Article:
Just War In The 21St Century POLITIC4011

  • Academic Session: 2019-20
  • School: School of Social and Political Sciences
  • Credits: 20
  • Level: Level 4 (SCQF level 10)
  • Typically Offered: Either Semester 1 or Semester 2
  • Available to Visiting Students: Yes
  • Available to Erasmus Students: Yes

Short Description

This module will explore the role of war in international society, and the moral and legal issues it raises. To this end, students will be introduced to the primary traditions of thought regarding the right to war in world politics, namely pacifism, realism, and the just war tradition.

Timetable

This course may not be running this year. For further information please check the Politics Moodle page or contact the subject directly.

Requirements of Entry

Mandatory Entry Requirements

Entry to Honours Politics requires a grade point average of 12 (Grade C) over Politics 2A and Politics 2B as a first attempt.

Excluded Courses

None

Co-requisites

None

Assessment

Two essay of 2,000 to 2,500 words. Each essay will count for 50% of the final grade.

Are reassessment opportunities available for all summative assessments? Not applicable

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Course Aims

This module will explore the role of war in international society, and the moral and legal issues it raises. To this end, students will be introduced to the primary traditions of thought regarding the right to war in world politics, namely pacifism, realism, and the just war tradition with emphasis placed upon the historical and religious roots of these traditions. The second half of this module will focus exclusively on the just war tradition, allowing students the opportunity to apply its principles and categories to contemporary issues in international politics. Among these will be jus ad bellum controversies relating to the justified recourse to war (terrorism and anticipatory war), and jus in bello dilemmas pertaining to proper conduct in war (torture, war crimes, and supreme emergencies). Extensive use will be made of case-studies, with a pronounced emphasis on material drawn from the War on Terror. This module will encourage students to question whether traditional conventions and practices regarding the right to war are relevant to the twenty-first century, or do they require revision.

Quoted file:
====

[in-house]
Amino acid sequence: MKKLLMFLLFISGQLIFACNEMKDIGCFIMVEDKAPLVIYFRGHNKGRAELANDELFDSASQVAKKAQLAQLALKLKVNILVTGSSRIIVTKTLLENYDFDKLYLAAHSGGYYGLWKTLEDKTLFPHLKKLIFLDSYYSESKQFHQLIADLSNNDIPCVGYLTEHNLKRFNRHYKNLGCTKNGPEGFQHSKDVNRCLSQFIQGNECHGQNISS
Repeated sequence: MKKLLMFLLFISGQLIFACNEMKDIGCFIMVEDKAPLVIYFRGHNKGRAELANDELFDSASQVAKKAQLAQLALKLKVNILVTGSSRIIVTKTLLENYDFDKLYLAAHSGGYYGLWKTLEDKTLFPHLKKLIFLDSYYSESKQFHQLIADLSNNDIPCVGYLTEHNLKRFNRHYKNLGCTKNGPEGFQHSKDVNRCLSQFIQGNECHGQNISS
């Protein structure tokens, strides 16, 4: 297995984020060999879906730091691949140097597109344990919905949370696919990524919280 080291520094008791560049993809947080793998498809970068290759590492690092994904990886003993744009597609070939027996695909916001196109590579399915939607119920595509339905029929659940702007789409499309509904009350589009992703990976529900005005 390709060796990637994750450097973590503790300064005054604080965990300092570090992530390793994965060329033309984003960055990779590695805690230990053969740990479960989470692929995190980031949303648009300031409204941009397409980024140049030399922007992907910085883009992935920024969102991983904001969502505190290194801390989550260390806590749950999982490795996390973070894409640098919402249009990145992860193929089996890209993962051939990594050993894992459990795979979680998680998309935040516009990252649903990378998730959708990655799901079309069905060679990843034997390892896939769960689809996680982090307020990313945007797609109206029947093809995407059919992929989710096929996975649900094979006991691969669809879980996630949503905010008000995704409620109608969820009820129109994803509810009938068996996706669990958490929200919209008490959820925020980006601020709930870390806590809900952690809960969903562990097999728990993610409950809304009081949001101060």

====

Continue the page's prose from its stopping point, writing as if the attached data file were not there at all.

Intended Learning Outcomes of Course

By the end of this programme students will be able to:

■ obtain a thorough understanding of the different theoretical approaches employed to question the ethics of war;

■ engage with and analyse the major traditions of thought pertaining to justice and warfare, i.e., realism, pacifism, and just war;

■ list, define, and problematize the central principles associated with the just war tradition;

■ apply and interrogate these just war principles to historical and contemporary cases;

■ discuss the continuing utility (or lack thereof) of the just war tradition in the context of the War on Terror.

Minimum Requirement for Award of Credits

Students must submit at least 75% by weight of the components (including examinations) of the course's summative assessment.